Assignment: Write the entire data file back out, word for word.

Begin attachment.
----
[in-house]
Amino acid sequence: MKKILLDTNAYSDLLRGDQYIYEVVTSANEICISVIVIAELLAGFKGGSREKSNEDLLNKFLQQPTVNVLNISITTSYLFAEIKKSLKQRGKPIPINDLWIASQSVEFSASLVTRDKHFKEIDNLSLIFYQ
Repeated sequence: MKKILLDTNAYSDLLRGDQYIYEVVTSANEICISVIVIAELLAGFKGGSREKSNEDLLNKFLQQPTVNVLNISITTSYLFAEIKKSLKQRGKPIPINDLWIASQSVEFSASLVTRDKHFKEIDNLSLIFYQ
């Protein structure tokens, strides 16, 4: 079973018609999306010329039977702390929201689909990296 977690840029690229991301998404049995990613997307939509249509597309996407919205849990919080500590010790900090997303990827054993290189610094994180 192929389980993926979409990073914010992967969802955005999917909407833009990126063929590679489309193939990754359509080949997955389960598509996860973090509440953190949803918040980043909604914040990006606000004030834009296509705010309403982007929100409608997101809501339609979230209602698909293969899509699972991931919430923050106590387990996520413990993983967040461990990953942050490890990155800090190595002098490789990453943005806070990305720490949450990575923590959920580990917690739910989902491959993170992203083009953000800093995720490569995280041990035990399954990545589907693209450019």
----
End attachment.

[in-house]
Amino acid sequence: MKKILLDTNAYSDLLRGDQYIYEVVTSANEICISVIVIAELLAGFKGGSREKSNEDLLNKFLQQPTVNVLNISITTSYLFAEIKKSLKQRGKPIPINDLWIASQSVEFSASLVTRDKHFKEIDNLSLIFYQ
Repeated sequence: MKKILLDTNAYSDLLRGDQYIYEVVTSANEICISVIVIAELLAGFKGGSREKSNEDLLNKFLQQPTVNVLNISITTSYLFAEIKKSLKQRGKPIPINDLWIASQSVEFSASLVTRDKHFKEIDNLSLIFYQ
């Protein structure tokens, strides 16, 4: 079973018609999306010329039977702390929201689909990296 977690840029690229991301998404049995990613997307939509249509597309996407919205849990919080500590010790900090997303990827054993290189610094994180 192929389980993926979409990073914010992967969802955005999917909407833009990126063929590679489309193939990754359509080949997955389960598509996860973090509440953190949803918040980043909604914040990006606000004030834009296509705010309403982007929100409608997101809501339609979230209602698909293969899509699972991931919430923050106590387990996520413990993983967040461990990953942050490890990155800090190595002098490789990453943005806070990305720490949450990575923590959920580990917690739910989902491959993170992203083009953000800093995720490569995280041990035990399954990545589907693209450019």